GHIC 2018: Global Health & Innovation Conference
April 14-15, 2018
Yale University, New Haven, CT

Unite for Sight’s 2010 Global Health & Innovation Conference

Blog Report By Abby Hannifan, Unite For Sight Global Health Leadership Intern

Social Enterprise Pitches - Ideas in Development Session

This session was dynamically different than the other sessions I attended. In theory, sessions like these were supposed to act as idea-incubator workshops, offering enterprising individuals in development the opportunity to publicize their ideas while simultaneously allowing the audience to provide constructive feedback. I would like to in particular focus on the ideas proposed by Grant Peirce of Health for Humanity.

On Health for Humanity’s Web site, they make clear that they envision “a world in which all members of the human family have the resources and educational opportunities to address the health challenges of their communities and are able to shoulder leadership for their own well-being.” This mission was developed in response to WHO’s assertion that a dearth of competent, trained healthcare professionals is one of the most severe obstacles to the improvement of health and development outcomes. Health for Humanity’s two main areas of emphasis are technical training and health systems promotion and development. Grant was a big advocate of what he termed “values-based leadership,” a team-building method that doesn’t just focus on stereotypical leaders in healthcare (like doctors), but rather everyone involved in a community health program (nurses, lab technicians, local partners, schools, and members of other community organizations). Past projects have included ophthalmology training in Albania, pediatric rehabilitation and HIV/AIDS prevention in China, river blindness elimination in Cameroon, and promotion of global humanitarian service and conflict-resolution skills for children in an enrichment program in California, to name a few. Grant mentioned that by generating health for humanity, by humanity, the results are tangible—improved team communication and interpersonal interaction, increased productivity and consensus-building, and willingness to take initiative.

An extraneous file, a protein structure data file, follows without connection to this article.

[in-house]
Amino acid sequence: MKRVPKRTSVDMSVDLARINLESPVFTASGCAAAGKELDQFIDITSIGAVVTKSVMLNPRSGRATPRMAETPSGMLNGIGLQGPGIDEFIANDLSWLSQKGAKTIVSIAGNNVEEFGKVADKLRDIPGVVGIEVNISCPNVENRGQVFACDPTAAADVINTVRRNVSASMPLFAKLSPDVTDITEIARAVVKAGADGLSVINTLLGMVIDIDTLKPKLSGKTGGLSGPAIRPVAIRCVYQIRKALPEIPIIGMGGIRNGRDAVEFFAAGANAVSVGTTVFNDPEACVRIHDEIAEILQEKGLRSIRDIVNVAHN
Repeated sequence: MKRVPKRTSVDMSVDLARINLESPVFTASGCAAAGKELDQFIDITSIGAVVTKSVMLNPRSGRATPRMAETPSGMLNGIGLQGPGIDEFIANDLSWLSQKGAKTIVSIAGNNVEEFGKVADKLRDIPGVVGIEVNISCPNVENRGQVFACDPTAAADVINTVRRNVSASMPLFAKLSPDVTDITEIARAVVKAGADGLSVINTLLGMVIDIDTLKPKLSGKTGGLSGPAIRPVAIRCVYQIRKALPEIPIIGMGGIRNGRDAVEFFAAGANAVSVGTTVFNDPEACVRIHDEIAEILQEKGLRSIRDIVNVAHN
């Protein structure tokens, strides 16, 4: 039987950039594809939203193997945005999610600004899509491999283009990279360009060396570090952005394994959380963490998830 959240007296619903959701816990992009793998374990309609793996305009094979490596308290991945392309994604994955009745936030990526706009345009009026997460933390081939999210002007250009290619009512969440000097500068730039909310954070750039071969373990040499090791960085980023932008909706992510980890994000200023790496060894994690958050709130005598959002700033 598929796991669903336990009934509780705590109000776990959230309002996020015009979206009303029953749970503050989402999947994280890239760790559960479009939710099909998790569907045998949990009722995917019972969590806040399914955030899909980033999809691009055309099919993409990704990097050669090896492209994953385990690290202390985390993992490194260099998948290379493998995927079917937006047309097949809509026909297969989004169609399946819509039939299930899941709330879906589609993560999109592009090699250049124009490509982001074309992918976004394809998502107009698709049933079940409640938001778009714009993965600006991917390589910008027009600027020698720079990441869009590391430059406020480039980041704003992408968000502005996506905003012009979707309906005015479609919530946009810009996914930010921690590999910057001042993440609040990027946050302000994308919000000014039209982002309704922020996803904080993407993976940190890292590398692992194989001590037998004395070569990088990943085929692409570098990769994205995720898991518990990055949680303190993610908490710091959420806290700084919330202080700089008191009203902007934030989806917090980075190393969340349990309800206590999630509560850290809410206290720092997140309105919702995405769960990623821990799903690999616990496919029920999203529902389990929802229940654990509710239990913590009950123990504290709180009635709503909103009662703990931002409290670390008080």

Health for Humanity’s value-based leadership program is based on the creative curriculum of Bolivia’s Nur University. This private institution’s moral leadership training program has encouraged people like Silvia Tarachi to revitalize their communities through build-up of social capital, an essential component of prosperity (for more on this widely discussed development term, read Francis Fukuyama’s article “Social Capital and Development: The Coming Agenda”). Silvia’s organization of a small service-oriented youth group in an impoverished shantytown of La Fortaleza has shown that even when social institutions are lacking, a well-functioning group can achieve much through community-focused ambition, teamwork, participatory involvement, and active civic engagement. Her initiative was chosen by the Inter-American Development Bank (IADB) as one of the 12 most successful youth projects in Latin America and the Caribbean. Silvia’s success is only one example of Nur University’s triumphs. Programs such as Silvia’s are popping up in Ecuador and Argentina as well.

What I appreciated most about Grant’s conversation was that while he claims his value-based leadership protocol can be easily adapted to different cultures, he was quick to clarify that the participants are the ones who define which values need to be accentuated and nourished through team-building exercises. All too often in development, outside agencies impose a Western-oriented set of values upon their target community. Health for Humanity is much more focused on providing a rudimentary framework that communities can adapt to suit their unique circumstances. By doing this, Health for Humanity is able to avoid the detrimental cookie-cutter development method—one that incorrectly assumes cultural authority, uniformity in best practices, and easy malleability of community values and traditions.

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